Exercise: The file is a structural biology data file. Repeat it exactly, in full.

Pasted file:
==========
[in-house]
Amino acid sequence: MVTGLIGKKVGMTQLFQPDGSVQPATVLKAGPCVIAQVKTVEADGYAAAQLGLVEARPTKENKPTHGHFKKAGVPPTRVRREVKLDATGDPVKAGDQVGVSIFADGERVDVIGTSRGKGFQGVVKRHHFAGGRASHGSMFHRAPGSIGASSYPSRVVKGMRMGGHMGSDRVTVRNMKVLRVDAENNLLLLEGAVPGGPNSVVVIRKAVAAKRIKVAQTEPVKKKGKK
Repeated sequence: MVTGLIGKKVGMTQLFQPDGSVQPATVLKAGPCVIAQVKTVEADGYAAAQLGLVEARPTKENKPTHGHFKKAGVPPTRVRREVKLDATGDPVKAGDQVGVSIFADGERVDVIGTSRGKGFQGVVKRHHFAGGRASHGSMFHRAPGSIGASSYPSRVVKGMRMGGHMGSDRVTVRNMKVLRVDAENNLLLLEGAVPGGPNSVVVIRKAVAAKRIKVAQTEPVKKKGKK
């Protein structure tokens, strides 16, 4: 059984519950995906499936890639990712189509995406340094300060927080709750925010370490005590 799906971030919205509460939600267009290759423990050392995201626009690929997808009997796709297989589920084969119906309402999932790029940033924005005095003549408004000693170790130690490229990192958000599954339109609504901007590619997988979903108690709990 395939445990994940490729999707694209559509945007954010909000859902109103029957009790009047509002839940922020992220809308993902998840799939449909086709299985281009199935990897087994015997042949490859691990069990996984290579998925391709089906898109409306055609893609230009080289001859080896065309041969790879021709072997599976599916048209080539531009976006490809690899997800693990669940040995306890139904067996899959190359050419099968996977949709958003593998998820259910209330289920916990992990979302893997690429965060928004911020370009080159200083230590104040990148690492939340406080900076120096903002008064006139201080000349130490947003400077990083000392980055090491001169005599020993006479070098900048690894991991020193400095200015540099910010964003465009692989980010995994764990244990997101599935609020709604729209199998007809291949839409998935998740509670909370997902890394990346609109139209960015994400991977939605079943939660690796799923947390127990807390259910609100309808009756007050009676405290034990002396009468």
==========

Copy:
[in-house]
Amino acid sequence: MVTGLIGKKVGMTQLFQPDGSVQPATVLKAGPCVIAQVKTVEADGYAAAQLGLVEARPTKENKPTHGHFKKAGVPPTRVRREVKLDATGDPVKAGDQVGVSIFADGERVDVIGTSRGKGFQGVVKRHHFAGGRASHGSMFHRAPGSIGASSYPSRVVKGMRMGGHMGSDRVTVRNMKVLRVDAENNLLLLEGAVPGGPNSVVVIRKAVAAKRIKVAQTEPVKKKGKK
Repeated sequence: MVTGLIGKKVGMTQLFQPDGSVQPATVLKAGPCVIAQVKTVEADGYAAAQLGLVEARPTKENKPTHGHFKKAGVPPTRVRREVKLDATGDPVKAGDQVGVSIFADGERVDVIGTSRGKGFQGVVKRHHFAGGRASHGSMFHRAPGSIGASSYPSRVVKGMRMGGHMGSDRVTVRNMKVLRVDAENNLLLLEGAVPGGPNSVVVIRKAVAAKRIKVAQTEPVKKKGKK
């Protein structure tokens, strides 16, 4: 059984519950995906499936890639990712189509995406340094300060927080709750925010370490005590 799906971030919205509460939600267009290759423990050392995201626009690929997808009997796709297989589920084969119906309402999932790029940033924005005095003549408004000693170790130690490229990192958000599954339109609504901007590619997988979903108690709990 395939445990994940490729999707694209559509945007954010909000859902109103029957009790009047509002839940922020992220809308993902998840799939449909086709299985281009199935990897087994015997042949490859691990069990996984290579998925391709089906898109409306055609893609230009080289001859080896065309041969790879021709072997599976599916048209080539531009976006490809690899997800693990669940040995306890139904067996899959190359050419099968996977949709958003593998998820259910209330289920916990992990979302893997690429965060928004911020370009080159200083230590104040990148690492939340406080900076120096903002008064006139201080000349130490947003400077990083000392980055090491001169005599020993006479070098900048690894991991020193400095200015540099910010964003465009692989980010995994764990244990997101599935609020709604729209199998007809291949839409998935998740509670909370997902890394990346609109139209960015994400991977939605079943939660690796799923947390127990807390259910609100309808009756007050009676405290034990002396009468």